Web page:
A Moment of Science

Tracking Terror

Learn how NASA scientists are taking homeland security into outer space.

a satellite image of new york city

Photo: Flatbush Gardener

From its position in orbit, a satellite can see many different details of a landscape, in many different ways.

For many Americans, 9/11 changed everything. The United States no longer seems invulnerable to foreign attack, and the world just seems like a more dangerous place.

As we’ve learned over the past decade, terrorists can strike almost anywhere at any time. Terrorism is effective because it’s unpredictable, and therefore terrifying to even think about.

Scientists and homeland security professionals have been busy, though, trying to get a better sense of where terrorists might be likely to strike. James Lein uses data from NASA satellites to track particularly vulnerable areas. Satellites have the ultimate bird’s eye view. From its position in orbit, a satellite can see many different details of a landscape, in many different ways.

The satellites that Lein uses have cameras that can zoom in and capture details about an area only a few feet across. This sort of observational power is useful for mapping structures that might be targets for terrorism, such as power lines, chemical and power plants, and public buildings.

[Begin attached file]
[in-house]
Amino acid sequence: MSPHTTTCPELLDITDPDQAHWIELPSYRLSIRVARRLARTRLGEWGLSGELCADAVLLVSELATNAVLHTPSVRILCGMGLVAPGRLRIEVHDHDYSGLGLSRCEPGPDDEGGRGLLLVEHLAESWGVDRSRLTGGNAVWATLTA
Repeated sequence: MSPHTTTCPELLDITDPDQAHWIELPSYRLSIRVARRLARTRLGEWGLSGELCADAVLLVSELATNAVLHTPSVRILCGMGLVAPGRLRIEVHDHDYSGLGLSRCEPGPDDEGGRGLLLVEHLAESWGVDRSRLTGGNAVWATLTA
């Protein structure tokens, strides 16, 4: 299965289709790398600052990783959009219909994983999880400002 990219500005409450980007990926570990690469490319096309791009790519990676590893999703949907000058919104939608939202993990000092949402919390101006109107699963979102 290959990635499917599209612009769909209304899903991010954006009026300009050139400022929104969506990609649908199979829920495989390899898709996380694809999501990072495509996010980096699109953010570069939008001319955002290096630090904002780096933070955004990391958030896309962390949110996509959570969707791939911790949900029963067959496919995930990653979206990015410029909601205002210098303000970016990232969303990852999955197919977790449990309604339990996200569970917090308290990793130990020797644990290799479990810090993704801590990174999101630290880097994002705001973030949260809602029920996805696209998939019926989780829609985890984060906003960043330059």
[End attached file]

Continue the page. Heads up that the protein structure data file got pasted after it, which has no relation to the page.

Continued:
Geographers and topographers already know where these structures are, generally, but satellite images give them a much clearer sense of how these buildings and locations are grouped. Plus, satellite data also depicts details of the earth’s terrain, potentially revealing places where terrorists might set up operations.

Finally, satellites can see not only what’s on the ground, but also what’s in the air. Very sensitive detectors can recognize the wavelengths of airborne gases such as chemical weapons.

Satellite data can never guarantee safety from terrorism, of course, but it may help alert us to areas most vulnerable to attack.

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